Financial records to be unavailable October 1-18 (maybe longer) as Commission implements new financial system

Don’t be lending the FCC any money if you need to get paid back before mid-October, at the earliest. The Commission has announced that the first 18 days (at least) of the next fiscal year – starting on October 1, 2010 – will be a “financial system blackout period”. The Commission is implementing a new financial system, and the down-time will be necessary to ensure that the new system gets properly installed and fully operational.

This could affect a variety of applicants and licensees, so listen up.

The good news is that, during the conversion period, licensees and applicants will still be able to:

  • file applications electronically and make payment on-line via the FCC’s “Remittance Over Secure Internet E-Commerce” system (known familiarly as ROSIE);
  • use Fee Filer system to pay their debts;
  • mail applications, paper filings, payments of debts, monetary forfeitures, voluntary contributions and Form 159s to the Commission’s lockbox bank in St. Louis;
  • file applications and other materials (e.g., reports, informal requests, petitions, etc.) with the Commission;
  • contact folks in the FCC’s financial office and it Financial Operations Helpdesk for questions and concerns.

And even more good news. Ordinarily, the FCC’s application system is set up to automatically dismiss applications for which the filing fees have not been paid within certain periods (10 calendar days after filing of most applications, 14 calendar days for International Bureau applications). That automatic dismissal process will be suspended until the new financial system is up and running, and applications won’t be dismissed until “system operations are returned to normal”. (The FCC promises to let us all know when that happens.) But note: this does not necessarily contemplate any “grace” period. That is, once the system kicks back in, it’ll be business as usual . . . and if the 10/14 day fee deadlines were missed by an applicant in the meantime, they could get bounced at that point.

The bad news is that time-sensitive filings “may incur processing delays during the conversion period”. So while the staff will continue to act on routine applications (including emergency applications and requests for expedited action), its ability to access certain files may slow things down some. The Commission strongly urges that anyone needing to file fees during the blackout should use Fee Filer, either by credit card or Automatic Clearing House payment (although, as noted above, ROSIE should be working, too). Still, everyone should understand that grants of applications may be delayed as a result of the conversion, particularly if the fee is paid by check.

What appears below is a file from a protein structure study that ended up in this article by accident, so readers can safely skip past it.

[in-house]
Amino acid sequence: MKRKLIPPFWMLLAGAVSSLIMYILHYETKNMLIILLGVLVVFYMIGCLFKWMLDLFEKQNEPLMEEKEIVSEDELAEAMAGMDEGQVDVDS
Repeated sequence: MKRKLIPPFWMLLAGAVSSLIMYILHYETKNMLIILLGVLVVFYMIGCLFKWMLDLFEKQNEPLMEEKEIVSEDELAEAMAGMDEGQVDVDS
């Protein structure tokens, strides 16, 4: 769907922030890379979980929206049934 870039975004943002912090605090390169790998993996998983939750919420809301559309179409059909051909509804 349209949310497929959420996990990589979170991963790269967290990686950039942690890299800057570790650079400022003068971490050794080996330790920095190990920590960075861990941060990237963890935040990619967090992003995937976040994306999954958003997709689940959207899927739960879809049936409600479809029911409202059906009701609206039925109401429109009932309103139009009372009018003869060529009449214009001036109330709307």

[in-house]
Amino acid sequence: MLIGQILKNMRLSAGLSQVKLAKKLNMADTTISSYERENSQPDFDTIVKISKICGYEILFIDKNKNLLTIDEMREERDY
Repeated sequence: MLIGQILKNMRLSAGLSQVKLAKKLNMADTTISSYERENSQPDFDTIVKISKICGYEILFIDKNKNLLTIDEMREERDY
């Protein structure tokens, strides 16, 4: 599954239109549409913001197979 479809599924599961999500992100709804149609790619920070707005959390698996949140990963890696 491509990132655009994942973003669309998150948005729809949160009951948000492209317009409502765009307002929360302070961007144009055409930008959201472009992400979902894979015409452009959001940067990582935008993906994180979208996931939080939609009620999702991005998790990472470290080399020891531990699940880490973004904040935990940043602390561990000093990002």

So if you’re planning to file a fee-dependent application or request in the near term and you want it to be processed (and, who knows, maybe even granted) immediamente, it would be best to get everything filed, and the fee paid, as far in advance of October 1 as possible.

Applicants aren’t the only ones who might be adversely affected. The Commission will not (its emphasis, not ours) be processing refunds or vendor payments until the conversion has been completed. It does plan to makes sure all its vendor payments are current before October 1, though.

Perhaps the most ominous aspect of the FCC’s announcement is tucked away discreetly at the end of the second paragraph:

We remind applicants that, pursuant to . . . [Section] 1.1910(b)(2), “any Commission action taken prior to the payment of delinquent non-tax debt owed to the Commission is contingent and subject to rescission.’

This refers to a dire, but often overlooked, risk inherent in the FCC’s “red light” system. The Commission’s rules (Section 1.1910(b)(2), to be exact) provide that all grants of any kind are “contingent” until any overdue fees have been paid. In other words, if the staff grants your application but later discovers that you happened not to have paid all your, say, reg fees at some point in the past and were, therefore, delinquent, the staff could rescind that grant. The rule does not include any time limitation, which means that, to some degree, no grant is ever “final” and immune from rescission. (So much for “finality” provisions in contracts . . .) Ordinarily, of course, prospective applicants can check the FCC’s “red light” page to see if they happen to have been flagged as delinquent, but there’s no guarantee that the “red light” status shown won’t be revised after the check. The FCC mentions this now because neither applicants nor FCC staff will be able to access any “red light” status information during the blackout.

The Commission will notify one and all once things return to normal. We’ll do the same.